Guadagnino and screenwriter David Kajganich fashion a sense that Maren and Lee aren't really under any threat posed by regular society (something greatly helped by setting the film in the pre-surveillance era of the '80s), but rather from their own instincts and those who share their curse. Like several vampires movies, this cannibal tale is an addiction allegory, but despite its photogenic young leads it never glamourises their plight. A vampire sinking their fangs into an exposed jugular is one of the most eroticised images in horror, but there's nothing sexy about a cannibal tearing flesh from bone like a rabid dog. Maren and Lee are as far from Twilight's Bella and Edward as you could find. They're a pathetic, tortured pair, but in each other's company two negatives make a positive as they try their best to control their urges. When Maren asks Lee who his first victim was and he replies "A babysitter," she beams. "Mine too!" She's found someone she never imagined she could have, someone who shares her secret, and the two bond like new classmates discovering they share a favourite band.


While several vampire movies have effectively created a metaphor for the addict, Bones and All goes further by creating a tangible world around them, filled with the obstacles and uncertainties that hound those so afflicted. Like any other addicts, Maren finds herself forced to spend time in the company of fellow addicts, knowing that any friendly visage they might present could be dropped at any moment once the insatiable pangs arrive. Mark Rylance is as hammy as ever yet still manages to be intensely creepy as Sully, an aging cannibal who refers to himself in the third person like some egotistical footballer. Sully offers to show Maren the cannibal ropes, and does make her aware of her ability to sniff out fellow "eaters", but it seems he may want more than just companionship from the teen. Decked out like a Native American minstrel, Sully scalps his victims, keeping braids of their hair as gruesome totems in a long rope. It's one of the most disturbingly original props you'll have seen in a horror movie in some time, and it plays a part in a tragic denouement. Elsewhere Michael Stuhlbarg shows up as a hillbilly cannibal who claims not just to eat flesh but to devour his victims in the manner of the film's title. He's accompanied by a "groupie," a non-eater who nevertheless eats human flesh for the hell of it. This creep is played by filmmaker David Gordon Green. The lack of any scares in his three awful Halloween films might be explained by his holding back all of his creepiness for this cameo – rarely have you seen such a sinister smile.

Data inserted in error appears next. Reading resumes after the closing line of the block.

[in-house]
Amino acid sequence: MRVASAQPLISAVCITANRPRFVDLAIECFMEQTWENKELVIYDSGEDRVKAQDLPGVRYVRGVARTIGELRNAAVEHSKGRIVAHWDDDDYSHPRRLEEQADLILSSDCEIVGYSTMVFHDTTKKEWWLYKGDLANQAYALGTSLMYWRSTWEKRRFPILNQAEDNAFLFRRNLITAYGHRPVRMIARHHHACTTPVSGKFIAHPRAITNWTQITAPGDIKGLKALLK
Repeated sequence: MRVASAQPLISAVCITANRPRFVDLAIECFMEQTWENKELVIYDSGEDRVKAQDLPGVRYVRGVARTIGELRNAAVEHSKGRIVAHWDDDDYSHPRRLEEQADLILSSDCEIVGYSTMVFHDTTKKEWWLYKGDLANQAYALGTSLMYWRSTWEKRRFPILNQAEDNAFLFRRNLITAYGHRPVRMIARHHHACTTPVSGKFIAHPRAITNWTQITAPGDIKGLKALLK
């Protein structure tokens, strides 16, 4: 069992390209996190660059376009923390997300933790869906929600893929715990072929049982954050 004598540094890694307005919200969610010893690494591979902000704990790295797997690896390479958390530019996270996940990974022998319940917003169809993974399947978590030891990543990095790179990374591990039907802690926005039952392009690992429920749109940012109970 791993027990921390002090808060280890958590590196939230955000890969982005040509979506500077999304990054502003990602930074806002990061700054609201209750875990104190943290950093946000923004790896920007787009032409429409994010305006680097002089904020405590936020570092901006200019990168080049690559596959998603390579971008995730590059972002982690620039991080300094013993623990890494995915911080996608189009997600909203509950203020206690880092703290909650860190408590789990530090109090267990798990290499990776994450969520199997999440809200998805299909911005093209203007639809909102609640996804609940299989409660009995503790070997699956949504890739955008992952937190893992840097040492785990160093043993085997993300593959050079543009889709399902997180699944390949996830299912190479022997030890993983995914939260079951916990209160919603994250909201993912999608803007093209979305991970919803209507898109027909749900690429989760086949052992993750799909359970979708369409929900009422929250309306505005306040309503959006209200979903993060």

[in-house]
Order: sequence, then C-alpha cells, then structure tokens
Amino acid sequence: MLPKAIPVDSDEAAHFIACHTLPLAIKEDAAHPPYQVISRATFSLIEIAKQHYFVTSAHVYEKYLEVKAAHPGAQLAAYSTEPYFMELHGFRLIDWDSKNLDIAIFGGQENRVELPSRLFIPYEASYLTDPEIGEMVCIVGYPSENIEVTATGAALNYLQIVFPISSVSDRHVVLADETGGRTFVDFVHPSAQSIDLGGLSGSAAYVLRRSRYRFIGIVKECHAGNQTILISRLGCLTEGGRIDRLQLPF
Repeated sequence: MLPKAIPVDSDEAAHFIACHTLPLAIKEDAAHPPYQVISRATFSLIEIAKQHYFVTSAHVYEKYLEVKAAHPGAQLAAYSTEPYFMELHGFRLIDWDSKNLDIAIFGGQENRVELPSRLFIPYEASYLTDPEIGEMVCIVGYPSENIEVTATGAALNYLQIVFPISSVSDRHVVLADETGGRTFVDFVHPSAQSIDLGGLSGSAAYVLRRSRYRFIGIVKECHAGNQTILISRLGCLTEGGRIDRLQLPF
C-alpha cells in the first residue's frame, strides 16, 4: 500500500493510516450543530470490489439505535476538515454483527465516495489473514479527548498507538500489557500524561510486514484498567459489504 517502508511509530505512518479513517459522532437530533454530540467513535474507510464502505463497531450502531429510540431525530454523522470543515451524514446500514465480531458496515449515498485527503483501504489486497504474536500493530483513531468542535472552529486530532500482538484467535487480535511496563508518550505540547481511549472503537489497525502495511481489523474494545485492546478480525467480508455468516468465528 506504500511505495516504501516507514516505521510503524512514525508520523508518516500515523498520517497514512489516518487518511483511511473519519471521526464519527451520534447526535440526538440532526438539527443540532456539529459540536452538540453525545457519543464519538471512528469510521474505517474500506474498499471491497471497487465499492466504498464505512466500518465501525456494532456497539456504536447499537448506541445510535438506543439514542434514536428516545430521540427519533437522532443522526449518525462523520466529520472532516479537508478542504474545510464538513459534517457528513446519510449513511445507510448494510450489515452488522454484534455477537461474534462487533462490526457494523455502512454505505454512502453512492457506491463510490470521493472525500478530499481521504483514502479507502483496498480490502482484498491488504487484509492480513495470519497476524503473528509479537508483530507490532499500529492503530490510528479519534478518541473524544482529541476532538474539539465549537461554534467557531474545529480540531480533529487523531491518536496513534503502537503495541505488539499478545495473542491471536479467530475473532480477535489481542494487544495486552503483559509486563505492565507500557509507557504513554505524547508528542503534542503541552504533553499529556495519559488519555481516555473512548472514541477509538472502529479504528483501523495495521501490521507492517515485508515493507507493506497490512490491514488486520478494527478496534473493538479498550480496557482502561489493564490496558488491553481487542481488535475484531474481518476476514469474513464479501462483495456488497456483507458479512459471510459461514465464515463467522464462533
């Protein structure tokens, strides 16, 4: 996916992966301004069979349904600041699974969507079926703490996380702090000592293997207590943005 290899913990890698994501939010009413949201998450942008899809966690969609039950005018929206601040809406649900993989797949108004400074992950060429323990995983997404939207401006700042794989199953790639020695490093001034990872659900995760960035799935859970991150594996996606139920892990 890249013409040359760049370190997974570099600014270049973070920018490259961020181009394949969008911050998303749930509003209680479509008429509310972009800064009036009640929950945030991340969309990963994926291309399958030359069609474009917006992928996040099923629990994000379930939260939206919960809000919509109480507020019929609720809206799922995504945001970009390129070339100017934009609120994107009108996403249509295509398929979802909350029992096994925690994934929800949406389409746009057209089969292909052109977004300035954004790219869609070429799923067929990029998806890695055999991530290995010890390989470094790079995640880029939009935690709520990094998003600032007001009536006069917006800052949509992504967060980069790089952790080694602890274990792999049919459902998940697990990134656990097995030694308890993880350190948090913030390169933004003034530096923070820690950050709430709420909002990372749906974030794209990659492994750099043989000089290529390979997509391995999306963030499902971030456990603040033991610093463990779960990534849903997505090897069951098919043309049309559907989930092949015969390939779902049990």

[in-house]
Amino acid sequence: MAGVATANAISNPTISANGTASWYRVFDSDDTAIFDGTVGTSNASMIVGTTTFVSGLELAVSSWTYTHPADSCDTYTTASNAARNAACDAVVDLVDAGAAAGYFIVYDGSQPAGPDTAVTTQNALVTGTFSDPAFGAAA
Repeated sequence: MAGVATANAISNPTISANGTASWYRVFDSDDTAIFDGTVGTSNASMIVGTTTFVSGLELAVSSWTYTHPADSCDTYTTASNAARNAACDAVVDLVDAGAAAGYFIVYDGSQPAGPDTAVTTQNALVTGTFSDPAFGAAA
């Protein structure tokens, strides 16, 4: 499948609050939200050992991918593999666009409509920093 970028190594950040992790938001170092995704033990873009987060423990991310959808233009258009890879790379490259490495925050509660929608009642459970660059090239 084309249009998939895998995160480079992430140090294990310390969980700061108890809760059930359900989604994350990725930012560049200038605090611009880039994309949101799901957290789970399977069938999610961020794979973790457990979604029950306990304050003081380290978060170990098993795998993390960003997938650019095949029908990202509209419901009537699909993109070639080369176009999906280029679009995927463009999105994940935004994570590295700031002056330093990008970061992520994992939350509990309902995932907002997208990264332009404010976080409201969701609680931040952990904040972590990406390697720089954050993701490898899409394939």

bones and all review

Arseni Khachaturan's naturalistic cinematography and Guadagnino's refusal to indulge in showy visuals greatly add to the gritty texture of Bones and All. This is an America as bland as the one presented so chillingly by John McNaughton in Henry: Portrait of a Serial Killer, a land so vast and open that a killer's only way to get caught is to make a mistake or stop for a break. There's a tragic inevitability about Maren and Lee's fate, that despite their best efforts the burden they carry will finally prove too much. But for long stretches of Bones and All we believe these kids might beat the odds, and crucially, we hope they can. Unlike so many exploitative hacks, Guadagnino understands that we don't watch horror movies to witness death so much as to feel alive.

Bones and All
 is in UK/ROI cinemas from November 23rd.